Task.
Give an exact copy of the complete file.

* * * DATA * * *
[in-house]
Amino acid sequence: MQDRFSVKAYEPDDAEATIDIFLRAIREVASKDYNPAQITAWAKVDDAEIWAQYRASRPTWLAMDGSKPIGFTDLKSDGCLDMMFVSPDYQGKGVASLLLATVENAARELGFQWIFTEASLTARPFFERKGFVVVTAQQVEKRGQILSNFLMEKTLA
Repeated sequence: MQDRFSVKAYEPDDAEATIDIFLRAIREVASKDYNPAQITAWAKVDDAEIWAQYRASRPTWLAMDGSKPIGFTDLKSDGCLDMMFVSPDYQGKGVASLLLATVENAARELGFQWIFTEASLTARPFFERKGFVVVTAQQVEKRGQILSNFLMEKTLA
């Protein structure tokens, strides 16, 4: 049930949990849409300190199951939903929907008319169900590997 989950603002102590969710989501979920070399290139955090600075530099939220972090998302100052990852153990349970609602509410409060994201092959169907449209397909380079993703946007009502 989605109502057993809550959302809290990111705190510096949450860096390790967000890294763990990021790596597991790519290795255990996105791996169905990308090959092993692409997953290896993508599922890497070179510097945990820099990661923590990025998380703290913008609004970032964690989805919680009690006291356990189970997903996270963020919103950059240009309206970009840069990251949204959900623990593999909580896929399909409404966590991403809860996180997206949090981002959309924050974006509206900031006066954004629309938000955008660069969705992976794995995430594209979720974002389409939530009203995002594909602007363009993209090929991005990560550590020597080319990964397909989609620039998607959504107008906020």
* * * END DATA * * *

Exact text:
[in-house]
Amino acid sequence: MQDRFSVKAYEPDDAEATIDIFLRAIREVASKDYNPAQITAWAKVDDAEIWAQYRASRPTWLAMDGSKPIGFTDLKSDGCLDMMFVSPDYQGKGVASLLLATVENAARELGFQWIFTEASLTARPFFERKGFVVVTAQQVEKRGQILSNFLMEKTLA
Repeated sequence: MQDRFSVKAYEPDDAEATIDIFLRAIREVASKDYNPAQITAWAKVDDAEIWAQYRASRPTWLAMDGSKPIGFTDLKSDGCLDMMFVSPDYQGKGVASLLLATVENAARELGFQWIFTEASLTARPFFERKGFVVVTAQQVEKRGQILSNFLMEKTLA
């Protein structure tokens, strides 16, 4: 049930949990849409300190199951939903929907008319169900590997 989950603002102590969710989501979920070399290139955090600075530099939220972090998302100052990852153990349970609602509410409060994201092959169907449209397909380079993703946007009502 989605109502057993809550959302809290990111705190510096949450860096390790967000890294763990990021790596597991790519290795255990996105791996169905990308090959092993692409997953290896993508599922890497070179510097945990820099990661923590990025998380703290913008609004970032964690989805919680009690006291356990189970997903996270963020919103950059240009309206970009840069990251949204959900623990593999909580896929399909409404966590991403809860996180997206949090981002959309924050974006509206900031006066954004629309938000955008660069969705992976794995995430594209979720974002389409939530009203995002594909602007363009993209090929991005990560550590020597080319990964397909989609620039998607959504107008906020």